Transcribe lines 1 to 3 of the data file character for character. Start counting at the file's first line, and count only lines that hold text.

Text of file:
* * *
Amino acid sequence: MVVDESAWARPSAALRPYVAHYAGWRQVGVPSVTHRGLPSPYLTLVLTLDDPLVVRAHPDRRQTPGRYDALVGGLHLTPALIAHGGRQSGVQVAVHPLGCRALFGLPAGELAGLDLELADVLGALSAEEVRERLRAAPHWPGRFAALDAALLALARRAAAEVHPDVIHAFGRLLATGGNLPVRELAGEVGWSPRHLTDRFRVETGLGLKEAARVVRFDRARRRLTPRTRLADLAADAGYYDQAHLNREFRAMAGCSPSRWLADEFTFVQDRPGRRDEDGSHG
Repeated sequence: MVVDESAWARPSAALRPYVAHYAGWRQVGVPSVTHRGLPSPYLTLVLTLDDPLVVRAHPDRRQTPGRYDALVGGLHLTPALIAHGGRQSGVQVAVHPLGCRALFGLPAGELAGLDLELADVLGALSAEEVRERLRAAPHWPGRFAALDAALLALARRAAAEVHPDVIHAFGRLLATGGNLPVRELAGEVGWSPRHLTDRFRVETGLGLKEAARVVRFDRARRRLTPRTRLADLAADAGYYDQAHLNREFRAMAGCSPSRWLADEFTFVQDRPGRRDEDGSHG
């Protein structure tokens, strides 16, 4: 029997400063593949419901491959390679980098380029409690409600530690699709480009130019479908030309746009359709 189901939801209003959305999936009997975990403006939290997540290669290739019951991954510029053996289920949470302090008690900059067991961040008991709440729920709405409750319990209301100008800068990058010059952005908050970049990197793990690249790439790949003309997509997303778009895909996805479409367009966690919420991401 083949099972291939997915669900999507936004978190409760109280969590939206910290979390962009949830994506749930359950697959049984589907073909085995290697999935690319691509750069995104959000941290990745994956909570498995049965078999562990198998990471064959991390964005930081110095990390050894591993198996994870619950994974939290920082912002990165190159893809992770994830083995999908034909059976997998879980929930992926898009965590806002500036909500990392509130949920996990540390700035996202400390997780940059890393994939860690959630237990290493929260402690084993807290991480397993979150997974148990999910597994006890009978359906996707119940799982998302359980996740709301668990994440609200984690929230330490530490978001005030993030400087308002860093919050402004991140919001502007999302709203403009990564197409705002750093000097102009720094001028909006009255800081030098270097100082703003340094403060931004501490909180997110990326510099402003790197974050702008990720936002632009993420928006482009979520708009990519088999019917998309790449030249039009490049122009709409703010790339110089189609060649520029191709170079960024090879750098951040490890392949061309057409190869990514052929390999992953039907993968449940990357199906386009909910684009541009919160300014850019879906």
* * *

Amino acid sequence: MVVDESAWARPSAALRPYVAHYAGWRQVGVPSVTHRGLPSPYLTLVLTLDDPLVVRAHPDRRQTPGRYDALVGGLHLTPALIAHGGRQSGVQVAVHPLGCRALFGLPAGELAGLDLELADVLGALSAEEVRERLRAAPHWPGRFAALDAALLALARRAAAEVHPDVIHAFGRLLATGGNLPVRELAGEVGWSPRHLTDRFRVETGLGLKEAARVVRFDRARRRLTPRTRLADLAADAGYYDQAHLNREFRAMAGCSPSRWLADEFTFVQDRPGRRDEDGSHG
Repeated sequence: MVVDESAWARPSAALRPYVAHYAGWRQVGVPSVTHRGLPSPYLTLVLTLDDPLVVRAHPDRRQTPGRYDALVGGLHLTPALIAHGGRQSGVQVAVHPLGCRALFGLPAGELAGLDLELADVLGALSAEEVRERLRAAPHWPGRFAALDAALLALARRAAAEVHPDVIHAFGRLLATGGNLPVRELAGEVGWSPRHLTDRFRVETGLGLKEAARVVRFDRARRRLTPRTRLADLAADAGYYDQAHLNREFRAMAGCSPSRWLADEFTFVQDRPGRRDEDGSHG
């Protein structure tokens, strides 16, 4: 029997400063593949419901491959390679980098380029409690409600530690699709480009130019479908030309746009359709 189901939801209003959305999936009997975990403006939290997540290669290739019951991954510029053996289920949470302090008690900059067991961040008991709440729920709405409750319990209301100008800068990058010059952005908050970049990197793990690249790439790949003309997509997303778009895909996805479409367009966690919420991401 083949099972291939997915669900999507936004978190409760109280969590939206910290979390962009949830994506749930359950697959049984589907073909085995290697999935690319691509750069995104959000941290990745994956909570498995049965078999562990198998990471064959991390964005930081110095990390050894591993198996994870619950994974939290920082912002990165190159893809992770994830083995999908034909059976997998879980929930992926898009965590806002500036909500990392509130949920996990540390700035996202400390997780940059890393994939860690959630237990290493929260402690084993807290991480397993979150997974148990999910597994006890009978359906996707119940799982998302359980996740709301668990994440609200984690929230330490530490978001005030993030400087308002860093919050402004991140919001502007999302709203403009990564197409705002750093000097102009720094001028909006009255800081030098270097100082703003340094403060931004501490909180997110990326510099402003790197974050702008990720936002632009993420928006482009979520708009990519088999019917998309790449030249039009490049122009709409703010790339110089189609060649520029191709170079960024090879750098951040490890392949061309057409190869990514052929390999992953039907993968449940990357199906386009909910684009541009919160300014850019879906």